Florida executes another man sentenced to death by a divided jury

The U.S. Supreme Court declined to block the execution of Donald Dillbeck, a man on death row in Florida who was sentenced by a non-unanimous jury.


Donald Dillbeck killed a Lee County, Florida, deputy in 1979 when he was only 15 years old. Despite being sentenced to life imprisonment, Dillbeck managed to escape custody—by simply walking away—while working at a vocational center in 1990. He stole a paring knife and attempted to carjack a woman in the parking lot of a Tallahassee mall. She resisted and Dillbeck stabbed her multiple times, causing her death.

Dillbeck was convicted of first-degree murder, armed robbery, and armed burglary in 1991 and sentenced to death by a jury split 8-4. He was killed by lethal injection Thursday evening.

Non-unanimous juries

Of the 27 states with the death penalty in effect, only three currently allow defendants to be sentenced to death by non-unanimous juries.

Alabama requires at least 10 of 12 jurors to agree on the death penalty. According to the Equal Justice Initiative, “only 20% of the people currently on death row received unanimous jury verdicts for death.” Rep. Chris England, a Democratic lawmaker from Tuscaloosa, recently introduced House Bill 14 to require a unanimous jury to vote for the death sentence.

“Executing someone should be hard. It should be next to impossible,” England said. He also noted that a person cannot be convicted of capital murder without a unanimous jury decision, and said his bill would apply that logic to the sentencing phase of cases.

The document introducing HB14 said, “This bill would provide that a defendant may be resentenced if a judge sentenced him or her to a sentence other than the jury’s advisory sentence and if his or her death sentence was not unanimous.”

In Missouri and Indiana, when a jury is not unanimous on a sentence, a lone judge is given the monumental power of determining whether a defendant lives or dies. Only one Missouri jury has sentenced an individual to death since 2013. In the same time, five people have been sentenced to death by judges in the state.


Florida, where Dillbeck was executed, previously allowed non-unanimous death penalty sentences. Prior to 2016, jurors could recommend a death sentence by a 7-5 vote, with the trial judge making the final determination. The U.S. Supreme Court ruled in 2016’s Hurst v. Florida that the state’s procedure was unconstitutional. “The Sixth Amendment requires a jury, not a judge, to find each fact necessary to impose a sentence of death,” Justice Sonia Sotomayor wrote for the majority. “A jury’s mere recommendation is not enough.”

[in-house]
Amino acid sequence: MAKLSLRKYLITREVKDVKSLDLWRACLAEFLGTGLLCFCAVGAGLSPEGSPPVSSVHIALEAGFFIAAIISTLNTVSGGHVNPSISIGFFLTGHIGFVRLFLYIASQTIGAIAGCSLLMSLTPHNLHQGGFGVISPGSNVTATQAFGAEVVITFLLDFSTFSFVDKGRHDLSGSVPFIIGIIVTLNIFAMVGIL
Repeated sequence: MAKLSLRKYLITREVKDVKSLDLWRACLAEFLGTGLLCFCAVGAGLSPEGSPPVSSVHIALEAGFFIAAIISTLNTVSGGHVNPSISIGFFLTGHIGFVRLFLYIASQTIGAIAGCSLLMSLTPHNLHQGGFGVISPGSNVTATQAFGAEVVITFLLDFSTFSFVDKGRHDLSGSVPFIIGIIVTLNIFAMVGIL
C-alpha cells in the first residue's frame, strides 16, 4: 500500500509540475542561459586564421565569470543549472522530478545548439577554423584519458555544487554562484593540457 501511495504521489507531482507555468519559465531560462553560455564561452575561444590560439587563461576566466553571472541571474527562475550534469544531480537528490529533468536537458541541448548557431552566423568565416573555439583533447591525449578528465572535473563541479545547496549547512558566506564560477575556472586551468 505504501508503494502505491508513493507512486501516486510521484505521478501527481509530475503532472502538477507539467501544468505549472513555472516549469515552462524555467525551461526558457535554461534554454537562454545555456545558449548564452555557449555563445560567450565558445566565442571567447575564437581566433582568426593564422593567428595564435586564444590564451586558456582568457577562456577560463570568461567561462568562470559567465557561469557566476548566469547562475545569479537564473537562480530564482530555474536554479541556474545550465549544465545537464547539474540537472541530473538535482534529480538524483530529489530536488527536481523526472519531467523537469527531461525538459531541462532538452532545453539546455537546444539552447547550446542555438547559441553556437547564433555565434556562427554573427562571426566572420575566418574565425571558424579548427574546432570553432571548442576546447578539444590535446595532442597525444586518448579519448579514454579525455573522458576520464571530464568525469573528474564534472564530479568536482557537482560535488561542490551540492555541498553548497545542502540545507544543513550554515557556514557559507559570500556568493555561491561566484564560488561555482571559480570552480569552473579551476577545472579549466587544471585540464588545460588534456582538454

The state legislature—spurred to action by the state Supreme Court—eventually revamped its sentencing law, requiring a unanimous jury recommendation for a judge to impose the death penalty. The justices held, however, that the new requirements would not be applied to individuals sentenced before June 24, 2002 (the date of a different U.S. Supreme Court case). Therefore, people like Dillbeck who were condemned to death by a non-unanimous jury before June 2002 have no way to challenge their sentence.

That’s not the end: Florida Gov. Ron DeSantis (R) recently suggested lawmakers reverse the unanimous jury requirement after Parkland school shooter Nikolas Cruz received life in prison from a divided 9-3 jury.

DeSantis, in a speech to the Florida Sheriffs Association on Monday, expressed disappointment in the Parkland school shooter being given life in prison. Three out of 12 jurors voted against the death penalty in that case. DeSantis said death penalty verdicts shouldn’t be “vetoed” by one juror, and instead suggested a supermajority vote.

“Maybe eight out of 12 have to agree or something, but we can’t be in a situation where one person can just derail this,” DeSantis said.

An 8 out of 12 threshold would be the lowest in the country.